The death of a King
Along the way of life, someone must have sense enough and morality enough to cut off the chain of hate. This can only be done by projecting the ethic of love to the center of our lives.
On April 4th 1968, at 6.05pm, Dr. King was shot dead by James Earl Ray, on a balcony of the Lorraine Motel, in Memphis.
Dr. King traveled to Memphis to support the strike of more than 1,300 city sanitation workers. The strike was sparked by the death of Robert Walker and Echol Cole, who were crushed by their faulty garbage truck. The strikes brought national focus to the terrible working conditions and low wages of black sanitation workers.
Dr. King’s murder came a day after his famous “Mountain Top” speech, where he spoke of his own mortality;
I’ve seen the Promised Land. I may not get there with you. But I want you to know tonight, that we, as a people, will get to the Promised Land.
The assassination of Dr. King triggered riots in more than 100 cities across the country, killing more than 35 people. On April 8, his widow, Coretta Scott King, joined 42,000 people on a silent march through Memphis. Now 50 years on how close are we to the promise land?
King’s promise land
King spoke of our responsibility as people, to create a world grounded in economic, social, political and racial justice. While there has been a noticeable shift in public attitudes towards race – white privilege rules our institutions and power over society.
Still today, people of colour face huge dangers in public spaces. Black poverty across the globe, black and brown incarnation and police brutality still dominates our societies. In the UK, we only have to look at our horrific immigration detention centres, the murdering of children on our streets and the horror of Grenfell Tower to know how much is yet to be done. 50 years on from the death of Dr. King and it is sobering how far off we are from his promised land.
King was building power: so are we
I have a dream that enough is enough. And that this should be a gun-free world, period.
Dr. King was about building power and pushing the black struggle into the streets and sitting rooms of white privilege. Due to his work, the efforts of those he worked with and the brave leaders who have followed – we have seen growth in black and brown political representation across oceans and especially in the election of Barack Obama.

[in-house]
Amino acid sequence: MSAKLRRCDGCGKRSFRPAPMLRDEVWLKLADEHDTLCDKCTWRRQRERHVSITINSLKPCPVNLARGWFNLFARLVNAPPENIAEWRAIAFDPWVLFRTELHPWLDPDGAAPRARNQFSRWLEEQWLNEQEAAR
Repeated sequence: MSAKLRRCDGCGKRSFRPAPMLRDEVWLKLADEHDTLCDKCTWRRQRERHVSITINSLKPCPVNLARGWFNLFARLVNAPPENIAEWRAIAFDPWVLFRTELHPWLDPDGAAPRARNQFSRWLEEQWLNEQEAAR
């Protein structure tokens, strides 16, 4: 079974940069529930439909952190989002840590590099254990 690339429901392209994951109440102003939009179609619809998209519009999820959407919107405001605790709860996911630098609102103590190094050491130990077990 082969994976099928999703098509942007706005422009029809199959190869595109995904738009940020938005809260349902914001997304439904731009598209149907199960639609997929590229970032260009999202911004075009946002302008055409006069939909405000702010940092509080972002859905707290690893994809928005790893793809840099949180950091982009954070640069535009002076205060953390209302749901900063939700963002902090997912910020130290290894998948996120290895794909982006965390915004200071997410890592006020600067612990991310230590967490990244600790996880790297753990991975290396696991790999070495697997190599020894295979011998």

While there is still so much injustice, it is important to remember his legacy is evident today. There is a new generation protesting many of the same issues Dr. King faced: inequality, police brutality and poverty. They – we are not letting up. We are seeing the largest anti-gun-violence mobilization in the States, since he was murdered. In the UK, we are seeing young people in huge numbers participating in civic action like never before. A movement is growing across the globe. There are so many moments to lift up and recognise and even more to hope for.
We must use time creatively, and forever realise that the time is always ripe to do right.
How Dr. King asked to be remembered
I’d like somebody to mention that day that Martin Luther King Jr. tried to give his life serving others… I want you to say that I tried to love and serve humanity.
Just a day before Dr. King was murdered he spoke of his own death, during his famous mountain top speech, at a small church in Memphis. He spoke about his legacy, the promised land and how he would like to be remembered by the world. It is surreal that just the next day he would be lost to the world. Here is Dr. Kings final speech and remember him as he asked to be remembered;